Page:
Sweetgreen’s founders focus on healthy, affordable food options

Fast food chain Sweetgreen serves unique salads for a healthy alternative to burgers for lunch. Its founders, Nicholas Jammet, Jonathan Neman and Nathaniel Ru, lamented the lack of healthy options near their alma mater, Georgetown University, so they did something about it. Learn more:


When their first location remained packed through winter break, they knew they had something special. The concept grew from that single restaurant in 2007 to 40 locations at present. Each Sweetgreen uses fresh, organic, local produce. Its founders meet with local farmers before deciding to site a location to ensure an adequate supply chain exists.


“We want to feed more people better food,” Ru told Fortune.


Some well known investors agree there’s a need for its niche. Daniel Boulud, Steve Case and Danny Meyer each invested in the chain.


Sweetgreen doesn’t just serve up different food. It conducts business differently, too. No home office exists. Its leadership lives and works bi-coastally while growing the business. The founders take a hands on approach at every level. They even scale to the barest bones the corporate staff five times a year to get management into the restaurant locations to meet and serve customers. Learn more:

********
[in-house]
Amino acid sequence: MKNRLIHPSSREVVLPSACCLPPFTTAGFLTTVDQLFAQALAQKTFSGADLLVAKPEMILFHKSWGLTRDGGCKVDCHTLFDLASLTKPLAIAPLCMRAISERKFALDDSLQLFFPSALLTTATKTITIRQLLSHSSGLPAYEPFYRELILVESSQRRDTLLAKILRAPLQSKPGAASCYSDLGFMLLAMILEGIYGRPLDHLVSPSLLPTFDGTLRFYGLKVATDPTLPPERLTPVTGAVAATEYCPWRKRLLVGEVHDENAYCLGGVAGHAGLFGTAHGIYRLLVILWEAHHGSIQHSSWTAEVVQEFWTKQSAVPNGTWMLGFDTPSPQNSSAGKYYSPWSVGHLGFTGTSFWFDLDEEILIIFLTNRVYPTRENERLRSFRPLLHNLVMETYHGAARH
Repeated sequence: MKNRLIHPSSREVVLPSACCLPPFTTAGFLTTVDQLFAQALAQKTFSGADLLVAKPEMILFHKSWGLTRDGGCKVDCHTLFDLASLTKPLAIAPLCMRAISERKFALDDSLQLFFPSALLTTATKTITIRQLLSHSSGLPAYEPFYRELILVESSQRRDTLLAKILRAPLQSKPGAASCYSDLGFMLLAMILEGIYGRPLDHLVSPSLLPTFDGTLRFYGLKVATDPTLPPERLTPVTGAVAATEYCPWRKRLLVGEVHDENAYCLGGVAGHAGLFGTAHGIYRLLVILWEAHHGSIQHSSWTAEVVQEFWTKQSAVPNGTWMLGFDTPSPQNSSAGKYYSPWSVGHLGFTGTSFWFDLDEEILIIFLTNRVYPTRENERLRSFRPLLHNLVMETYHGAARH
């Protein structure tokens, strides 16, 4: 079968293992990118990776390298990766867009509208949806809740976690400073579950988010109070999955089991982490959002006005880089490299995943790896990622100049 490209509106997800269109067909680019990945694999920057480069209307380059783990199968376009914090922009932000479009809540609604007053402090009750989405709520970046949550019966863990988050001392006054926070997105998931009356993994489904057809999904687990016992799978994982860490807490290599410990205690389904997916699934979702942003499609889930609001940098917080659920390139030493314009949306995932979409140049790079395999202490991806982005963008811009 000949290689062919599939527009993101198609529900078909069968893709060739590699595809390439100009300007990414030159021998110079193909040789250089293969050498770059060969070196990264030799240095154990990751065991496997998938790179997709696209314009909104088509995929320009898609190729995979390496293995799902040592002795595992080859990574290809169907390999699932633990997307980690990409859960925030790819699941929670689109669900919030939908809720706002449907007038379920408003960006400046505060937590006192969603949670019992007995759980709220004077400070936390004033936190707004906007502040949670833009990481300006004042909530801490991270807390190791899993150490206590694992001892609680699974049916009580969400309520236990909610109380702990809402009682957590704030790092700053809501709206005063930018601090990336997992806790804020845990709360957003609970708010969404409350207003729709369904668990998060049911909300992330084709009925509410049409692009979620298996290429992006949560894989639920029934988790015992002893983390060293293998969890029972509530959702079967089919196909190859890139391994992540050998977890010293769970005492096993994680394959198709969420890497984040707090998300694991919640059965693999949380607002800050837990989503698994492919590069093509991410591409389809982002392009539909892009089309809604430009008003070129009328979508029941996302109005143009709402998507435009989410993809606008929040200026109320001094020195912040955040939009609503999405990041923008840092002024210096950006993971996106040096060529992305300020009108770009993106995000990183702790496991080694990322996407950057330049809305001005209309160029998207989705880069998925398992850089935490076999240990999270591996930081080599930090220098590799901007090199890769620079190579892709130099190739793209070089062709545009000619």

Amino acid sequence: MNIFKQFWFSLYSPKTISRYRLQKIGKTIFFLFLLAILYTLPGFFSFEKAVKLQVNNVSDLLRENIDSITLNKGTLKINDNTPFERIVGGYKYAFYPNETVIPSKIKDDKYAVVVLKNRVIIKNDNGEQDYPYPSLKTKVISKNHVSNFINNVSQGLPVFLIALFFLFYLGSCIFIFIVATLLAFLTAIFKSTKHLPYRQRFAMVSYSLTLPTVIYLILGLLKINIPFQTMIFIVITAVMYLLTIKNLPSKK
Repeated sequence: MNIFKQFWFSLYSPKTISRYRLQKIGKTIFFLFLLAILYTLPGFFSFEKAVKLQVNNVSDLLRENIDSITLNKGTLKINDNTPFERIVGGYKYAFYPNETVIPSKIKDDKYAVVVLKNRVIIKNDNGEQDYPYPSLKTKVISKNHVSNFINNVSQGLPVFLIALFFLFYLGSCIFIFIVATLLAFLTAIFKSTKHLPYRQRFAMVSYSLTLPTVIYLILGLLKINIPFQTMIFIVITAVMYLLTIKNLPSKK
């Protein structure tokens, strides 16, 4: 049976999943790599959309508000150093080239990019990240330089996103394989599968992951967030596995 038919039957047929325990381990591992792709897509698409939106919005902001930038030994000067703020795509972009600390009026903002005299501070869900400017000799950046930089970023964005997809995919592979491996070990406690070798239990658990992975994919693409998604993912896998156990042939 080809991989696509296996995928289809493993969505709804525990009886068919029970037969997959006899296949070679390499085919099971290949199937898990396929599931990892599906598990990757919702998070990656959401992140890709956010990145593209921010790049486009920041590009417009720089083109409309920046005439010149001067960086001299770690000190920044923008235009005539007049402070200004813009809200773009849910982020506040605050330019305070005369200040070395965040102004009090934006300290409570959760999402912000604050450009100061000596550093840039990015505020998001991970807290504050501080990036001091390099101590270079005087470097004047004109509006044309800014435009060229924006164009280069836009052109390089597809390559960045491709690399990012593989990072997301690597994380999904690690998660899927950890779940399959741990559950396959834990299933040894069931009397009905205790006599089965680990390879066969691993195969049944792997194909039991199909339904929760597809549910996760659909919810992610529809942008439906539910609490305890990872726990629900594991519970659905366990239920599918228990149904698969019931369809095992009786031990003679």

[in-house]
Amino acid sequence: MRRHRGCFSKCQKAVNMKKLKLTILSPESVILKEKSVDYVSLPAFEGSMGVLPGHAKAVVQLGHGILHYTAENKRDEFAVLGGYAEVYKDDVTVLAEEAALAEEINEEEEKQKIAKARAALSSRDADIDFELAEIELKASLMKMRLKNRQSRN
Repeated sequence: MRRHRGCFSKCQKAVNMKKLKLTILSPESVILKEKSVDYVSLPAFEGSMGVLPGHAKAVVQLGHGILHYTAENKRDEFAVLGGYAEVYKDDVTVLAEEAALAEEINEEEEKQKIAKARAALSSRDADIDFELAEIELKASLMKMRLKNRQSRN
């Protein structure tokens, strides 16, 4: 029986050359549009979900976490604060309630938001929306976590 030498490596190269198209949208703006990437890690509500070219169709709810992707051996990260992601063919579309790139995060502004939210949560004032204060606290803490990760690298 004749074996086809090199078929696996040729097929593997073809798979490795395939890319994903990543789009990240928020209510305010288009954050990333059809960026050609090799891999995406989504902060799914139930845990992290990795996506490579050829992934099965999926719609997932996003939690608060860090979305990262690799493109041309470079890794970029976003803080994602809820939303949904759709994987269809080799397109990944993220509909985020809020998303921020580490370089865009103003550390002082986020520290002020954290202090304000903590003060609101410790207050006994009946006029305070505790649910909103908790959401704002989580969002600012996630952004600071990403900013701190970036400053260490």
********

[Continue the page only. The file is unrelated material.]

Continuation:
Although a diner may choose to go through the Chipotle-style serving line to build their meal, about a third use the website or app. They breeze into the restaurant to find their fresh, crisp lunch awaiting them.


Neither Ru nor his colleagues studied hospitality nor to be a chef. He earned a BS in Finance from Georgetown University’s McDonough School of Business, graduating in 2007, the same year they opened the first location.


That means he focuses as much on service design as tasty food. While diners admire the open kitchen and see the dressings made from scratch, they should also admire the unique ingredients. Sure, there’s kale, but there’s also broccoli leaves. They come from the same plant that provides the tasty florets and provide an intriguing alternative to lettuce.


The college friends founded a second venture in 2010, the regional music and food festival, Sweetlife. The annual festival attracts about 20,000 attendees who enjoy top musical artists and tasty food from chefs, farmers and food trucks. Learn more: